TCRM: Deconstructing Family Norms

TCRM Paper Session 8

Autumn M. Bermea, Brad van Eeden-Moorefield, Lyndal Khaw, Gizem Erdem, Ommay Aiman Safi; Discussants: Suzanne Bartle-Haring and Ramona Faith Oswald; Presider: Katherine R. Allen

8:00 AM
9:45 AM
Location
Salon 2
Session #
106
Session Type
TCRM

About the Session

  • 106-01 - Queer Theory in Family Science: Theorizing the Undoing of Heteronormativity
  • By Autumn M. Bermea, Brad van Eeden-Moorefield, Lyndal Khaw
  • 106-02 - Bowen’s Family Systems Theory From a Cultural Perspective: An Integrative Framework
    By Gizem Erdem, Ommay Aiman Safi

Discussants: Suzanne Bartle-Haring and Ramona Faith Oswald
Presider: Katherine R. Allen

Abstract(s)

Queer Theory in Family Science: Theorizing the Undoing of Heteronormativity

By Autumn M. Bermea, Brad van Eeden-Moorefield, Lyndal Khaw

Queer families have garnered more civil rights (e.g., marriage, parenting) in recent years and often scholarship mirrors this focus. Although this research has been valuable, even critical for access to rights, it inadvertently perpetuates the idea that there is one family in that studies have generally focused on structures such as marriage and parenthood. Our proposal extends from current queer lenses to propose, specifically, a queer family theory that considers queer families who do not fit this model and instead engage in the continuous, active construction of their families.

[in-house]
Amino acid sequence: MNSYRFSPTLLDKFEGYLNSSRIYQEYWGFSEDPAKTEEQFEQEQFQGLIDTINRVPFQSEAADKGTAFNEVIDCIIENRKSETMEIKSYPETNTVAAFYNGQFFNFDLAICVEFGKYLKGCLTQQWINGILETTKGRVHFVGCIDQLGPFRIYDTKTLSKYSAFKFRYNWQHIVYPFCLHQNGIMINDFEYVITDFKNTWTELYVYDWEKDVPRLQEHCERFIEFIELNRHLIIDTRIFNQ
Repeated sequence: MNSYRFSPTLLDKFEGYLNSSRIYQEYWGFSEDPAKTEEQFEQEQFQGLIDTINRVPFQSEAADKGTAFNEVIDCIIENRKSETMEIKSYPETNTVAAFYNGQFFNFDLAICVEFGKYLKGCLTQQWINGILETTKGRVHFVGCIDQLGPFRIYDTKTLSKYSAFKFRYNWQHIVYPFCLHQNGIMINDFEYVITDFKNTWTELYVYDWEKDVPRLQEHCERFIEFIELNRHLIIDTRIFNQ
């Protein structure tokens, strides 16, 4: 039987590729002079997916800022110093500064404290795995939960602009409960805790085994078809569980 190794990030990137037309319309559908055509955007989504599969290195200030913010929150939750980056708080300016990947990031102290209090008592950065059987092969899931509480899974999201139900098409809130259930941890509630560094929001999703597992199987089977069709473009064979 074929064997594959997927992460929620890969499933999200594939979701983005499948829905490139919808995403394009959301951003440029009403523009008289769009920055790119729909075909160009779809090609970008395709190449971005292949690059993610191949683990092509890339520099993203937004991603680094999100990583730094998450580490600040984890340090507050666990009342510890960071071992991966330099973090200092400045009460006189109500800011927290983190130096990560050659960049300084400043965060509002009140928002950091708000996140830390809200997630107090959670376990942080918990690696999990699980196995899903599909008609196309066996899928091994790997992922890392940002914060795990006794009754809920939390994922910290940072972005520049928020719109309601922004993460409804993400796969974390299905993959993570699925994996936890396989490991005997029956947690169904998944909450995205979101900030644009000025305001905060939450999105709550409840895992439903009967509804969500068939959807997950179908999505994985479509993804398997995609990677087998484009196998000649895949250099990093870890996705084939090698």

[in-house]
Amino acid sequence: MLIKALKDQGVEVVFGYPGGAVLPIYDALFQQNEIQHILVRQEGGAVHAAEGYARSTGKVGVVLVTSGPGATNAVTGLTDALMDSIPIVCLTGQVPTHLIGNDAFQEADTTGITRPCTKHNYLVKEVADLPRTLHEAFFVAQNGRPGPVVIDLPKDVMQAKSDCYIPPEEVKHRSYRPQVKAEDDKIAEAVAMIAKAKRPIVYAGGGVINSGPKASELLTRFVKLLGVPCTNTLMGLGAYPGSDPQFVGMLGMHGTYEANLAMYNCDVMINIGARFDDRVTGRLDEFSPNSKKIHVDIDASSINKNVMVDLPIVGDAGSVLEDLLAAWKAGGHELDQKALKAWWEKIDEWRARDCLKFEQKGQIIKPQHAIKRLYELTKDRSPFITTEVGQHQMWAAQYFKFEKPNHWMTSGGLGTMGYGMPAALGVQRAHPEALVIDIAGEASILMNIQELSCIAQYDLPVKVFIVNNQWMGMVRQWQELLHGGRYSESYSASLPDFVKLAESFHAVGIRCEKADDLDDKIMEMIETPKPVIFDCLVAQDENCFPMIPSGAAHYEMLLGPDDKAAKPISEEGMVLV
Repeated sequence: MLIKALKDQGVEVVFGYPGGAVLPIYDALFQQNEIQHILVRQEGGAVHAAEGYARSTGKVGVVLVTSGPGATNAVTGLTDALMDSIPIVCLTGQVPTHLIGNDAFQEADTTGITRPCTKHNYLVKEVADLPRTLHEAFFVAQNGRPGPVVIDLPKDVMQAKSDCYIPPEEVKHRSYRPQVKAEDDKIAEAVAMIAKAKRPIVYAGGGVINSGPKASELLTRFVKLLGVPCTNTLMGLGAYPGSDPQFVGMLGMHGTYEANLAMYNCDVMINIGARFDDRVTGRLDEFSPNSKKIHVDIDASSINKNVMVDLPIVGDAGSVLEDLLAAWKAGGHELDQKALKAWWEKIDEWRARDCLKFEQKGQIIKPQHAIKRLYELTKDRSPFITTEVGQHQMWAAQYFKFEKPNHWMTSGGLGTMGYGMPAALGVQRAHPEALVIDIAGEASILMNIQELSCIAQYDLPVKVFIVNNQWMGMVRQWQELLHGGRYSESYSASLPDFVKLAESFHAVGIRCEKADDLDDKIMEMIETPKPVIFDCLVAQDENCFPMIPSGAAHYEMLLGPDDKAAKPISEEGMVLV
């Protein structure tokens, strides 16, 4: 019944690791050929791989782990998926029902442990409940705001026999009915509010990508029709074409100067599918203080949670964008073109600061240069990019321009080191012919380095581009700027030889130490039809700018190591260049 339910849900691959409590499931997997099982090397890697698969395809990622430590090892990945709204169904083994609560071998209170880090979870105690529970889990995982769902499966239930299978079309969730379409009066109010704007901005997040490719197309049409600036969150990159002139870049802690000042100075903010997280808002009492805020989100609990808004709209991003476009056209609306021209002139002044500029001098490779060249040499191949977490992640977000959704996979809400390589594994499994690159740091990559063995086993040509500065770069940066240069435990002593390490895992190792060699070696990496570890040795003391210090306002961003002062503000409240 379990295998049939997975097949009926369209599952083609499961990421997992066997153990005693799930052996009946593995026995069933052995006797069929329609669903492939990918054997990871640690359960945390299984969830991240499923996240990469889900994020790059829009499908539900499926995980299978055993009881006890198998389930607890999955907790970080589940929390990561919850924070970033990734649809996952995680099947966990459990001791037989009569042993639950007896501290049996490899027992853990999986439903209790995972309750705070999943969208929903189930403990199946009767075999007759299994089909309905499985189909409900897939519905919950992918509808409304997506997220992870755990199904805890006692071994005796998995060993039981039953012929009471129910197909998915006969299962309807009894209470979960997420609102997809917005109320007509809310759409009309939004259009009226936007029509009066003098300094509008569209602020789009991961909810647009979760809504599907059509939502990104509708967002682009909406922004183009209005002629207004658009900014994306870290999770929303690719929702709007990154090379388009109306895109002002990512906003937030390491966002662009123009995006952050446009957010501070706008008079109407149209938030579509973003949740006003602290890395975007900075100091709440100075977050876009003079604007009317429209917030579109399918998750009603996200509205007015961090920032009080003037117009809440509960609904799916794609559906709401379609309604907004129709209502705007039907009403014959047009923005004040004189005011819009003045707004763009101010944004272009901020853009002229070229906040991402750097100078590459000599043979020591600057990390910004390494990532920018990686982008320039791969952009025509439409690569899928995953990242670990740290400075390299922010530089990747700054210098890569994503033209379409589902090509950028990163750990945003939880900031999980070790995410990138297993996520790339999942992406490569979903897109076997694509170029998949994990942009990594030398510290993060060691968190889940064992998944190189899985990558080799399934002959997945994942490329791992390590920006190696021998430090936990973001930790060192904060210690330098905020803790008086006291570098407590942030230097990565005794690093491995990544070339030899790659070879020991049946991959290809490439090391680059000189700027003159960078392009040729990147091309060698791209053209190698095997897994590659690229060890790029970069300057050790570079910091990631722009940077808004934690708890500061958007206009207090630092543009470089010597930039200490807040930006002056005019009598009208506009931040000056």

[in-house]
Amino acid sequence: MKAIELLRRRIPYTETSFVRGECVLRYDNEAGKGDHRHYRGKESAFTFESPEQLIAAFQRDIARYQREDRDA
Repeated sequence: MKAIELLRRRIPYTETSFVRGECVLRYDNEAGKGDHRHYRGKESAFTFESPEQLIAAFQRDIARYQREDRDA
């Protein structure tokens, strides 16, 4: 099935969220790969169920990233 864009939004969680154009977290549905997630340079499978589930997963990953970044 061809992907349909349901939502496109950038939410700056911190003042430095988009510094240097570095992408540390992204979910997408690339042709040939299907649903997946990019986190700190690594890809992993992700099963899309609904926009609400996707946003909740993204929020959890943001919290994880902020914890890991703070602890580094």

Bowen’s Family Systems Theory From a Cultural Perspective: An Integrative Framework

By Gizem Erdem, Ommay Aiman Safi; Presiders: Suzanne Bartle-Haring and Ramona Faith Oswald

The hallmark of Bowen’s Family Systems Theory lies in the area of differentiation of self (DoS)– the individual’s ability to balance separateness and connectedness in intimate relationships. However culture is rarely defined as a context of development in processes associated with DoS. We propose Kağıtçıbaşı’s Family Change Theory, particularly her construct of autonomy-relatedness in the context of family and culture, as a potential contribution to systemic thinking in family science and therapy. We will discuss the basic concepts of both theories and outline ways in which an integrative systemic-cultural framework may be achieved in family science research and clinical practice.